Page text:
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Published On  Jan 15,  2012
   
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THE FINE LINE
 

 

Indeed, almost all leaders have ambitions to conquer not only the people they are elected to serve or have imposed themselves upon, many have regional ambitions, which come from individual ego or nationalistic fervour.

Such is Meles Zenawi, when it comes to regional politicking. He seems to be as much in the push and shove as other leaders on the continent, such as South Africa’s Jacob Gedleyihlekisa Zuma, Uganda’s Yoweri Museveni, and Algeria’s Abdelaziz Boutefilka. Well, gone are the days when leaders such as Libya’s Muammar Gaddafi and Egypt’s Hosni Mubarak were part of the bidding.

Like any mortals, though, these leaders have their own mutual likes and dislikes, as much as they have rivalries and competitions among themselves, for international attention.

Not surprisingly, these leaders and an army of their diplomats have been locked up lately in a quiet diplomatic tussle over a certain prize on the continent, gossip learnt. The top job at the African Union (AU) will be up for grabs, after Jean Ping’s (PhD) term comes to an end, next year, after conquering the helm at the AU in April 2008.

Historically backed by countries in Central Africa and East Africa, Ping has every intention to run for second term. He has a fellow countryman as an Ambassador of Gabon based in Addis Abeba, Emmanuel Issoze-Ngondet, who has been aggressively lobbying on his behalf, disclosed gossip.

Ping’s historical opponents come from Southern African countries, spearheaded by the richest nation on the continent. Partly upset with the AU’s customary blank check certifications of elections in Africa and more so by the one recently held in the DR of Congo, Zuma appears determined to see that Ping will not stay far too long in Addis Abeba, claims gossip. He brought forward his former wife, Nkosazana Clarice Dlamini-Zuma, who was South Africa’s minister of Health, Foreign Affairs, and Home Affairs, to challenge Ping in the bid for commissioner.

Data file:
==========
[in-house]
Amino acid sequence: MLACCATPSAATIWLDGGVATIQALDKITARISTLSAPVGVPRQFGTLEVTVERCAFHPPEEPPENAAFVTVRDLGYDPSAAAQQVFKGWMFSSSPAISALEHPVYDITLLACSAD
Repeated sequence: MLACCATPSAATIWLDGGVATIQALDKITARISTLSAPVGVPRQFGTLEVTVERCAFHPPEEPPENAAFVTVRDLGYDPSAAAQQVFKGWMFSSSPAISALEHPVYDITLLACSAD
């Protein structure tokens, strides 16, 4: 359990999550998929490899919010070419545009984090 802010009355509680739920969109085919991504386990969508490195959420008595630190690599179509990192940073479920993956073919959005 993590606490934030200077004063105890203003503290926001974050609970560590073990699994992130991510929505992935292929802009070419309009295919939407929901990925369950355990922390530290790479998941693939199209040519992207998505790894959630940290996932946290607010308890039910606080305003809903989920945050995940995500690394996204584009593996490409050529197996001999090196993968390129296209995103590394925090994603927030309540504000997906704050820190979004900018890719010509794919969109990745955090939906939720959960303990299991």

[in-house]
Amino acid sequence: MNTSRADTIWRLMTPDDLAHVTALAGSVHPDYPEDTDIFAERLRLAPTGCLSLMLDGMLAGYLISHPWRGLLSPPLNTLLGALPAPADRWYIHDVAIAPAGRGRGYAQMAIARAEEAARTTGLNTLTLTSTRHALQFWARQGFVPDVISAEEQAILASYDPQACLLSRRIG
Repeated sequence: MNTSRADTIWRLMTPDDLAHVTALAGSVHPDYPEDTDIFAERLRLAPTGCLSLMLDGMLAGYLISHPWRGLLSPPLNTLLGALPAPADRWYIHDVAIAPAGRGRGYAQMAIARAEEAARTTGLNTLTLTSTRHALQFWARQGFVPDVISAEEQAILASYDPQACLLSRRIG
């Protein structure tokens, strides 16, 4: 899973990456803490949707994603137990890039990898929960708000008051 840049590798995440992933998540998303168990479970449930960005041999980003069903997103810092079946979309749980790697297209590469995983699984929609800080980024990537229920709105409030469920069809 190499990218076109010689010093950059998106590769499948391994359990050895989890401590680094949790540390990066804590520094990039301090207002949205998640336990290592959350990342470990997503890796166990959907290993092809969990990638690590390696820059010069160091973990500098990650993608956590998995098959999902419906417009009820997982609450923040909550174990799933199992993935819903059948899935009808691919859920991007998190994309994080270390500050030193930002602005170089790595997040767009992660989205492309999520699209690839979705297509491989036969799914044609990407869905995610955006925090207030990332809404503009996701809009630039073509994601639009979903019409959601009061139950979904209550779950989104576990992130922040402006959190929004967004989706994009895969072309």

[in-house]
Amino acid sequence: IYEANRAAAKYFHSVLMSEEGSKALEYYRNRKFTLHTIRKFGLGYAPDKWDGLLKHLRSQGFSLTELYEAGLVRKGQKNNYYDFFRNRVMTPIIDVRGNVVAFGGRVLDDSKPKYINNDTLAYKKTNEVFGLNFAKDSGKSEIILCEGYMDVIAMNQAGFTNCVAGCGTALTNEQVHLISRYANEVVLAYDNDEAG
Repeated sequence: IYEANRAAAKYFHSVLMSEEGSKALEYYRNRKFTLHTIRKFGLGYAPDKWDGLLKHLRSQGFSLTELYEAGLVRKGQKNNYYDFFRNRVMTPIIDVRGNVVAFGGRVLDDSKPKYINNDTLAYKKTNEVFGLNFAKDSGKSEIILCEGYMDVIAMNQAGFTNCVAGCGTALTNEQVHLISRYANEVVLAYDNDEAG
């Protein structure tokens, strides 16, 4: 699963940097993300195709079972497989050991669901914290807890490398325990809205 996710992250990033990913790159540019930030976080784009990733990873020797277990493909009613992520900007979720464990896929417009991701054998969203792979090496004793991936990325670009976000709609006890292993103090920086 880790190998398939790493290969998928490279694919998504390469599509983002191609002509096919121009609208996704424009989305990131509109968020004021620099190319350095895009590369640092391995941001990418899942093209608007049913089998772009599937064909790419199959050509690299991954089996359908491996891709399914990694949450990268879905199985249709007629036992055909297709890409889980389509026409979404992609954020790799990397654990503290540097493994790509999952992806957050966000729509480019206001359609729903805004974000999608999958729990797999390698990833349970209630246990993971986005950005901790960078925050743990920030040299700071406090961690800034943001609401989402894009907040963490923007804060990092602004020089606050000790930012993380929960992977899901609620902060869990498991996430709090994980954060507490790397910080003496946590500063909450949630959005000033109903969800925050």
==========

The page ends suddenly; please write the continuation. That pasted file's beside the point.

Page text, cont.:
One of the historical backers of Ping is Ethiopia’s Prime Minister. Also, bear in mind that Gabon, where Ping had served as a foreign minister, has done the bidding of Ethiopia, after being one of the two countries introducing a resolution to the United Nations Security Council, to sanction Eritrea.

Ethiopian diplomats have been very busy in pushing names for the AU’s position, forwarding their own too, gossip disclosed. After all, this is an institution where the late Kifle Wodajo was founding chairman, although in an acting position. They want to see, now, Teshome Toga, Ethiopia’s ambassador to France, replace the Kenyan Erastus J. O. Mwencha as deputy commissioner of the Africa Union Commission (AUC), claims gossip. They are as keener to see Konjit Senegiorgis, currently permanent representative of Ethiopia to the AU and ECA, hold a position as one of the 10 directorates, perhaps either in political affairs or in the most powerful, peace and security, which is currently held by the Algerian Ramtan Lamamra.

But, many at the gossip corridors are sceptical of Ethiopia’s move, gossip learnt. At least, their proposition of Konjit, a veteran diplomat since the time of Emperor Haile Selassie, has not been taken more seriously than an attempt to spoil propositions from the South Africans, claims gossip. It could perhaps be designed as a trade-off to preserve Ping in Addis Abeba for one more term, according to those at the gossip corridor.

 
 
 
 
 
 
   
 
 
 

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